Car Dealer Group Plans to Link Its Members With E-Commerce Site
By JOSEPH B. WHITE
DETROIT -- The National Automobile Dealers Association has decided it's better to click than fight.
After several years of fighting the online car-selling strategies of manufacturers and independent Internet players, the NADA next month plans to launch its own car-shopping Web site, which will offer consumers access to invoice prices of new vehicles, an online inventory of new and used vehicles and links to used car trade-in values and dealer Web sites. Eventually, the NADA hopes all 19,500 of its dealer-members, or about 90% of the nation's new-vehicle dealers, will be accessible through the portal, NADAdealers.com.
The NADA's move to show invoice pricing on its site is a major break with the group's past opposition to disclosure of what amounts to the dealers' costs for cars and trucks. That decision, as much as the move to create a consumer car-shopping portal, demonstrates the often change-averse dealer group's recognition that the Internet is now as mainstream a tool for auto buyers as the Yellow Pages or the phone.
"Everybody says, why are dealers against the Internet," NADA President Frank McCarthy said. "We're embracing it. We are going full bore and embracing the Internet."
As part of that embrace, the NADA has agreed with Cobalt Group, Seattle, to make it easier for dealers that don't currently have proper Web sites to get upgraded technology in packages developed by Cobalt. Cobalt Group will provide the NADA site with a database of more than 500,000 vehicles in stock at dealers that use Cobalt's Internet systems.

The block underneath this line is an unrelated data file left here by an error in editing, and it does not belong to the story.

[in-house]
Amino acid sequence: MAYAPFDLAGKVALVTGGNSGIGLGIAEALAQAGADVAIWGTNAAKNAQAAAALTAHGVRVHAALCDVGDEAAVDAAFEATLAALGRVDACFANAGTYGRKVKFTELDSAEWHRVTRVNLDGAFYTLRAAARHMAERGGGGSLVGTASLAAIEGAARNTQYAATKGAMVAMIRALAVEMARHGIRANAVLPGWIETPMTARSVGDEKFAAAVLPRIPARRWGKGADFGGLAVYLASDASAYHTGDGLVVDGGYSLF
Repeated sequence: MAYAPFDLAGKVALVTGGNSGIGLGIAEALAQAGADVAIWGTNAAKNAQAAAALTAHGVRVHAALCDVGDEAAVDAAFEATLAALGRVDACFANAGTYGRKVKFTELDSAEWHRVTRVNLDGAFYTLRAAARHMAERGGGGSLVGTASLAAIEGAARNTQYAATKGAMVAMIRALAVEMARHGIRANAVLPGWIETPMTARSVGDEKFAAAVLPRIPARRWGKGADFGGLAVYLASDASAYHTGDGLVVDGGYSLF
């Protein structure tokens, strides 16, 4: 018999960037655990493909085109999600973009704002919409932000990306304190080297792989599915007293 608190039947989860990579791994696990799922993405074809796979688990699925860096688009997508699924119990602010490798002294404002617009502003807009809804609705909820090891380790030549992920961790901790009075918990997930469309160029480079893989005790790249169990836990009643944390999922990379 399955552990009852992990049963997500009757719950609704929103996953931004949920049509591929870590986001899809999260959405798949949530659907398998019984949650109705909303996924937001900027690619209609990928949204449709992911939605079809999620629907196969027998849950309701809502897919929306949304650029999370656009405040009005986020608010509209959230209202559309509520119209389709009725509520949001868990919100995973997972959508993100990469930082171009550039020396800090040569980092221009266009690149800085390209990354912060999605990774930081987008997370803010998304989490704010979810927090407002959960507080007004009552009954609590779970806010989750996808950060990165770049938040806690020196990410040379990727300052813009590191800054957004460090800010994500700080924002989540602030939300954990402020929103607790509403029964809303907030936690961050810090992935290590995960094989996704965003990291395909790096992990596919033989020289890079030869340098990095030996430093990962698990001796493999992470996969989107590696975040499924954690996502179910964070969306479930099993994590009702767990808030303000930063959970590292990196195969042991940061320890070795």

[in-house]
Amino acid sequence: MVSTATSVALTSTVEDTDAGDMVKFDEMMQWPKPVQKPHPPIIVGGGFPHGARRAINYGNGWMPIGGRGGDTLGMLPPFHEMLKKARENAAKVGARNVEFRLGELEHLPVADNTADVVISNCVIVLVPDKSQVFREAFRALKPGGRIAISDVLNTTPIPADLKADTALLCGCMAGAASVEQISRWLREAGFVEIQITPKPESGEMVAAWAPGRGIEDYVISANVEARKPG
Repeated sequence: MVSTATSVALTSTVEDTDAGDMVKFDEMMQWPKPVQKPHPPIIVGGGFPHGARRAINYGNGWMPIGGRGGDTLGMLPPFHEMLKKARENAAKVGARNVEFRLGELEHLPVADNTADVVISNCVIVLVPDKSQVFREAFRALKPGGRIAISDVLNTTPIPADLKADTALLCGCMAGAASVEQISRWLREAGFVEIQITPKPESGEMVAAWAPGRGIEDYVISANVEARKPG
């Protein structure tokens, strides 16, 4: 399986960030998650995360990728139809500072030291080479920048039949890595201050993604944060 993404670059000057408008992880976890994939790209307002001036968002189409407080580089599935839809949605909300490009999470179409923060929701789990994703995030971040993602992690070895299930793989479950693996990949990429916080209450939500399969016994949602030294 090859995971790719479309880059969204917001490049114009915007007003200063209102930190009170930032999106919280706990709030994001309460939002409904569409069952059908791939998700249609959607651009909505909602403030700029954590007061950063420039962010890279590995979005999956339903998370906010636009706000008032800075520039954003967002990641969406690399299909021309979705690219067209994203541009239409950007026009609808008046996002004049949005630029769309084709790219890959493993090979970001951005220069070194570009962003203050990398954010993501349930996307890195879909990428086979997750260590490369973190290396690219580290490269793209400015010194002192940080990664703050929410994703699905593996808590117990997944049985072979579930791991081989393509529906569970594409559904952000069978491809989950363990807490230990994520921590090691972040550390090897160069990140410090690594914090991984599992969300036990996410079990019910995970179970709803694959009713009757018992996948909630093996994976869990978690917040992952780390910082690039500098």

Ultimately, NADA officials say they hope to connect all 19,500 NADA member dealers to the new site, NADAdealers.com, and eventually allow a consumer to search inventories at all those stores.
The NADA site will provide shoppers with the names of three dealers in their area that carry brands they want to buy, and will make those referrals at no charge -- thus undercutting referral sites that assess fees from either consumers or dealers for acting as virtual middlemen.
"If the consumer believes there's a cost of working with an intermediary ... why not just deal with the guy who can give me the car anywhere?" said Cobalt President and Chief Executive Officer John W.P. Holt.
The transformation of NADA leaders from Web skeptics to would-be megaportal sponsors got a big boost at the group's convention in Orlando, Fla., in February, Mr. McCarthy said. The convention's sprawling exhibit space was dominated by glitzy stands representing various Internet car-selling ventures that all posed a threat to traditional dealers and their business practices.
"You walk around that floor and see 26 dot-com companies all trying to get into the business," Mr. McCarthy said.
After that event, he said, the NADA leadership wrote to every NADA dealer, outlining the plan to post invoice pricing on a NADA Web site and make the NADA competitive with the independent online retailers.